Legalizing Prostitution: a Criminological View
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This paper discusses the fact that existing laws jeopardize the lives of sex workers and explains social learning theories and feminist criminological theories that support the decriminalization of prostitution as a humanitarian undertaking. The author defines prostitution and suggests what feminists and human rights activists could lobby for in order to ensure that prostitutes have rights both as individual people and sex industry workers. The author concludes that if the sex industry was regulated and sex workers were provided with legal protection, safety, and health services, they might be enabled to rise above survival mode and escape from prostitution.
Sample of Sources Used:
- Akers, R. L. (1997). Criminological Theories Introduction and Evaluation, second edition. Los Angeles, California: Roxbury Publishing Company.
- Hagan, F. E. (2002). Introduction to Criminology. Theories, Methods, and Criminal Behavior, fifth edition. Belmont, California: Wadsworth/Thompson Learning.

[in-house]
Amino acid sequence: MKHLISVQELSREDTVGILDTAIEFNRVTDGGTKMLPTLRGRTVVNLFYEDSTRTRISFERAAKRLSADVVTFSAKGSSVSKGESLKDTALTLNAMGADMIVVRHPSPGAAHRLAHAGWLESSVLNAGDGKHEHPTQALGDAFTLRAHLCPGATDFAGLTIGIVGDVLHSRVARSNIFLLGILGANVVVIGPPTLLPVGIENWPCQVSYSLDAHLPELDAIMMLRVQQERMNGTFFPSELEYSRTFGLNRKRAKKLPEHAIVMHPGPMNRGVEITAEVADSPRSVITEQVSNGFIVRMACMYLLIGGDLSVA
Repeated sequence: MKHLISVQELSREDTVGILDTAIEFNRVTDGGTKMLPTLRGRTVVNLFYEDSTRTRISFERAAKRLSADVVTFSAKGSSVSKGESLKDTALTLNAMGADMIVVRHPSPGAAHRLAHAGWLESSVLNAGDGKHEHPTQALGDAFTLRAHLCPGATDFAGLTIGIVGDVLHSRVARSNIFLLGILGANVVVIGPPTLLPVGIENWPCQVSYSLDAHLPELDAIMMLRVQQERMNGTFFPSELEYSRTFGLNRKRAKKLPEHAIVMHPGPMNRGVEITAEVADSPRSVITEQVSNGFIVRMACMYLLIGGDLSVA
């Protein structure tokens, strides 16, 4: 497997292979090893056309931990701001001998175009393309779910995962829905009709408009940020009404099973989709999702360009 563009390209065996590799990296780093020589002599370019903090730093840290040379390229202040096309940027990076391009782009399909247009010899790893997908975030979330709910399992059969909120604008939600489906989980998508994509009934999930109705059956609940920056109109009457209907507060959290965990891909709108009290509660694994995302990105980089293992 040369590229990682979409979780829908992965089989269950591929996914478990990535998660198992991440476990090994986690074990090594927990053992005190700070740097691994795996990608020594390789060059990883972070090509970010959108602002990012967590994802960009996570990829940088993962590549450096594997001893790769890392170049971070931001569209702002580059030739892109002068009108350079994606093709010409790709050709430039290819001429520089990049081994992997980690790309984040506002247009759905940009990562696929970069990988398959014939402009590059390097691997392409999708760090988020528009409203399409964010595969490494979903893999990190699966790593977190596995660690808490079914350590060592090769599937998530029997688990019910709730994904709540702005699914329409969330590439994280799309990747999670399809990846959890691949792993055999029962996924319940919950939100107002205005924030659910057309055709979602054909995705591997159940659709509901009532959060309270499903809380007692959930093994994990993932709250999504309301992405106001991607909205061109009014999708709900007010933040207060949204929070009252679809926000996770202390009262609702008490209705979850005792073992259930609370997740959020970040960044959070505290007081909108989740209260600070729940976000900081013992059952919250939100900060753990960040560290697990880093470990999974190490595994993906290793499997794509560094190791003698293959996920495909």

- Kendall-Raynor, P. (2007). Nurses demand safe zones for sex workers in vulnerable areas. Nursing Standard 21.17, 10 (1). Retrieved on 5 December 2007 from http://find.galegroup.com
- Monet, V. (1997). Prostitution can benefit women. Opposing Viewpoints: Human Sexuality. San Diego, Greenhaven Press. Retrieved on 6 December 2007 from http://find.galegroup.com
- Sullivan, B. (2007). Rape, prostitution, and consent. Australian and New Zealand Journal of Criminology, 127 (16). Retrieved on 5 December 2007 from http://find.galegroup.com
Cite this Persuasive Essay:
Legalizing Prostitution: a Criminological View (2008, December 14) Retrieved August 23, 2019, from https://www.academon.com/persuasive-essay/legalizing-prostitution-a-criminological-view-110049/
"Legalizing Prostitution: a Criminological View" 14 December 2008. Web. 23 August. 2019. <https://www.academon.com/persuasive-essay/legalizing-prostitution-a-criminological-view-110049/>